H and W lose portability in this example. Under default state law they are treated as each surviving one another. No property from one spouse passes to the other spouse. Also, in this example H’s unused estate exemption does not pass to W. Here there is a complete loss of H’s portability for his unused exemption. [H has a $1.8 million estate less than his available $5.49 million exemption.]

Point Four. Each Will for a married couple must include a presumption of death provision in the unlikely event of a simultaneous death. In some cases, practitioners opt for designating the spouse with the greater estate value as being the spouse presumed to die first.

But, as to the specifics of this simultaneous-death provision, I frankly see no need in every case for portability purposes to worry which spouse has (or might have) the greater assets.  Rather, just make sure – likely in most all cases – you designate one of the spouses (whether H or W) as being the spouse expressly deemed to predecease the other spouse in the event of a simultaneous death.

Rethinking the 30-Year Old Pecuniary Marital / By-Pass Trust Formula

For the past 30 years the majority of married couple Wills (or revocable trusts) have included a marital / by-pass trust with a built-in mathematical formula. The formula determines what portion of the first-to-die spouse’s estate ends up in the marital trust versus what portion in the by-pass trust.

The by-pass trust under this longstanding formula ends up typically with the first-to-die spouse’s full available estate exemption amount plus the appreciation of the first spouses’ estate assets during the estate administration (prior to funding the trusts). The martial trust ends up with the balance.

The above 30-year approach is outdated in my opinion. Why?

It will produce in many cases unnecessarily increased income tax exposure from the compressed top marginal income tax rates applicable to trusts. It also will result in loss of a second stepped-up basis for the by-pass trust assets at the surviving spouse’s death.

Below is a more modern planning option:

This newer approach uses a pecuniary formula that gives the QTIPable marital trust an amount equal to the full value of the first spouse’s estate (not including qualified retirement accounts).   Essentially under this approach this QTIPable marital trust gets the entire first-to-die spouse’s estate based on the date of death value of the assets. By contrast, the QTIPable by-pass trust gets all the appreciation of the assets during the estate administration.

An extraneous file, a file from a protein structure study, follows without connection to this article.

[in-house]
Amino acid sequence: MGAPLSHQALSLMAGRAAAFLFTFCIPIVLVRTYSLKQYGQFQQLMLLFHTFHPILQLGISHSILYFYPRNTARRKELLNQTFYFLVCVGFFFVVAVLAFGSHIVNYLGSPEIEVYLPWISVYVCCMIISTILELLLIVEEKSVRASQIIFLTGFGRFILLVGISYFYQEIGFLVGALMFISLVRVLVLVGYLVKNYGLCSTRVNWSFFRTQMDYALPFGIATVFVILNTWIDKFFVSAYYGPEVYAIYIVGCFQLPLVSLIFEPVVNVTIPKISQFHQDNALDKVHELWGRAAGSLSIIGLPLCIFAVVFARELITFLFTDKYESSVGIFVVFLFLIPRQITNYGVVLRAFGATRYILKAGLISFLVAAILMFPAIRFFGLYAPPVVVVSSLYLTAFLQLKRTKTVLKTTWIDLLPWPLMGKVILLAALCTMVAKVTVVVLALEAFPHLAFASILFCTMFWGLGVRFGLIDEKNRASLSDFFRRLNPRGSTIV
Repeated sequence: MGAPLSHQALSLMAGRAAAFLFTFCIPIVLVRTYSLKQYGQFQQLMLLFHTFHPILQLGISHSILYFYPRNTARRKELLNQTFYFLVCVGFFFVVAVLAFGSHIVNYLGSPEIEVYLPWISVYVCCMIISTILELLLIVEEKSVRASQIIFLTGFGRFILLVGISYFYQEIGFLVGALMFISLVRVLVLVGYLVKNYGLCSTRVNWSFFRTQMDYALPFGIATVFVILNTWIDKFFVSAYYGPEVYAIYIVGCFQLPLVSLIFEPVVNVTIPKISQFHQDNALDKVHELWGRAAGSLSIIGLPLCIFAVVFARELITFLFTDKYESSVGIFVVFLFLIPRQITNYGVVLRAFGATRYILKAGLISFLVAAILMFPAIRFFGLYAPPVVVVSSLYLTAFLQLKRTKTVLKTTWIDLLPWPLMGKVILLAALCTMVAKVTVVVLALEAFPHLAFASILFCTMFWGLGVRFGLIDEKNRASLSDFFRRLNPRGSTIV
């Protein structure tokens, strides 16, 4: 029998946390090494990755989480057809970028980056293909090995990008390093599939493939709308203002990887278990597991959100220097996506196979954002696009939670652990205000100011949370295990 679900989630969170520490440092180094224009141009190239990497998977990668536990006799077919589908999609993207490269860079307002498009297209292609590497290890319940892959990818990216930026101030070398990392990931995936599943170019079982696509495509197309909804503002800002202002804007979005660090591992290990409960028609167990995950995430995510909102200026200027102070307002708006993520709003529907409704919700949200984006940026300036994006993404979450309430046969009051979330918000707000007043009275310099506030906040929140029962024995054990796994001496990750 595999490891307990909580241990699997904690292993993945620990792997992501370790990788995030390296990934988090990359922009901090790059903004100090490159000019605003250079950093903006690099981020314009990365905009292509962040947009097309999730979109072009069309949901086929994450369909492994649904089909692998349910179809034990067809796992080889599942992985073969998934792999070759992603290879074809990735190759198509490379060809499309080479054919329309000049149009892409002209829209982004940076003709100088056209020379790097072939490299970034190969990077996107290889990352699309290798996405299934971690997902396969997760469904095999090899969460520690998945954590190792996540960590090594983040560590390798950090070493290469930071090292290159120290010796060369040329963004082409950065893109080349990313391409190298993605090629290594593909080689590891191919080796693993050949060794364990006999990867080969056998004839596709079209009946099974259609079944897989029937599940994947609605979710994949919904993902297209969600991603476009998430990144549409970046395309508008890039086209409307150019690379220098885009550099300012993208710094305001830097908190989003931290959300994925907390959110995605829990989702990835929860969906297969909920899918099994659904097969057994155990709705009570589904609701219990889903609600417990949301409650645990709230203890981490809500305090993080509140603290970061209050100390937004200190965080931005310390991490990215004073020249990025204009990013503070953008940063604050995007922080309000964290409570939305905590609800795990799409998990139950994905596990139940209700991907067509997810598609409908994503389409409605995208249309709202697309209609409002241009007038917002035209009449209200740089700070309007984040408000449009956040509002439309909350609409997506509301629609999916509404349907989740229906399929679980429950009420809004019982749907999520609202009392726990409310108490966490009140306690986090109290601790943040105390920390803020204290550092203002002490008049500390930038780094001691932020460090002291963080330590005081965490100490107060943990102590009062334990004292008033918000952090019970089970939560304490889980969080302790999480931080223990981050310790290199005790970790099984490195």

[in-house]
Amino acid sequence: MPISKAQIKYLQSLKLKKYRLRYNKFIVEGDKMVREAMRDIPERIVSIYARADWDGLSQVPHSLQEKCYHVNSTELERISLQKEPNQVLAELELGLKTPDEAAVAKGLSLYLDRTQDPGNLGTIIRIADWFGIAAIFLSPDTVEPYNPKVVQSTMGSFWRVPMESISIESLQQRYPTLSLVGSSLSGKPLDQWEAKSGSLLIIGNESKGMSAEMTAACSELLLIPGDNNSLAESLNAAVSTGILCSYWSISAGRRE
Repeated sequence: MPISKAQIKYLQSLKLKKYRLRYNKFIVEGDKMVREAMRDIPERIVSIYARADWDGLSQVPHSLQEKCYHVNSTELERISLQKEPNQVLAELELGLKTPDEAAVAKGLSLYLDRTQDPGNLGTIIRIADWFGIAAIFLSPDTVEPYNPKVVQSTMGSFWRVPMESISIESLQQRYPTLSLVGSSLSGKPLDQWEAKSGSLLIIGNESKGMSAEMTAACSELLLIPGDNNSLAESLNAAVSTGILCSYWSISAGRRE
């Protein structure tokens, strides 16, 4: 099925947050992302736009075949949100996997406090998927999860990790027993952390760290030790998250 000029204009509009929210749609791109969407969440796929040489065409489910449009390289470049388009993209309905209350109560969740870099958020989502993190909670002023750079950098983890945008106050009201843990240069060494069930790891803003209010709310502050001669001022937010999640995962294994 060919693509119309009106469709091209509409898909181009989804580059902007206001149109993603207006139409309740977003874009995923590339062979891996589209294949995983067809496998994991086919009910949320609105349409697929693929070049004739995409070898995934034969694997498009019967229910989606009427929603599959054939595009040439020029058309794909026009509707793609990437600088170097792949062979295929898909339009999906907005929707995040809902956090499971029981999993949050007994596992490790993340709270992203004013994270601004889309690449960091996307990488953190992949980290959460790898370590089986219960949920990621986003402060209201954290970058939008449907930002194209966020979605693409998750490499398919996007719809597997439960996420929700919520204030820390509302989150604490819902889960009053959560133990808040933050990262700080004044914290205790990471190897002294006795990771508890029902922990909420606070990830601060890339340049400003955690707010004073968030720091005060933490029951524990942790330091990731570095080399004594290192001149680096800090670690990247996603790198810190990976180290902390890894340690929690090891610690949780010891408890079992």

Why this newer approach?

One. This is an excellent design regardless of whether a married couple ends up over or under the inflation-adjusted $10 million combined estate exemption.

Two. This modern approach gives the surviving spouse the ability to choose full estate exemption portability of the first spouse’s estate, if desired. Portability can put into place a second stepped-up basis for the first-to-die spouse’s assets, again if desired. In addition, a full or partial QTIP election is available for either or both the marital trust and by-pass trust.

Three. This QTIPable trust design for both the marital trust and by-pass trust can include certain other bells and whistles so as to make either or both QTIP trusts defective for income tax purposes as to the surviving spouse. This helps reduce or eliminate the marginal income tax rate exposure.

Bottom line:

The above modern design provides optimal future flexibility that enables the surviving spouse to choose the best course of action for both estate and income tax savings, based on a response to the tax laws and circumstances at the first spouse’s death.

By contrast, the 30-year old marital / by-pass plan locks both spouses into inflexible options prior to the death of the first spouse. I general don’t like getting boxed in in this manner. Far too restrictive.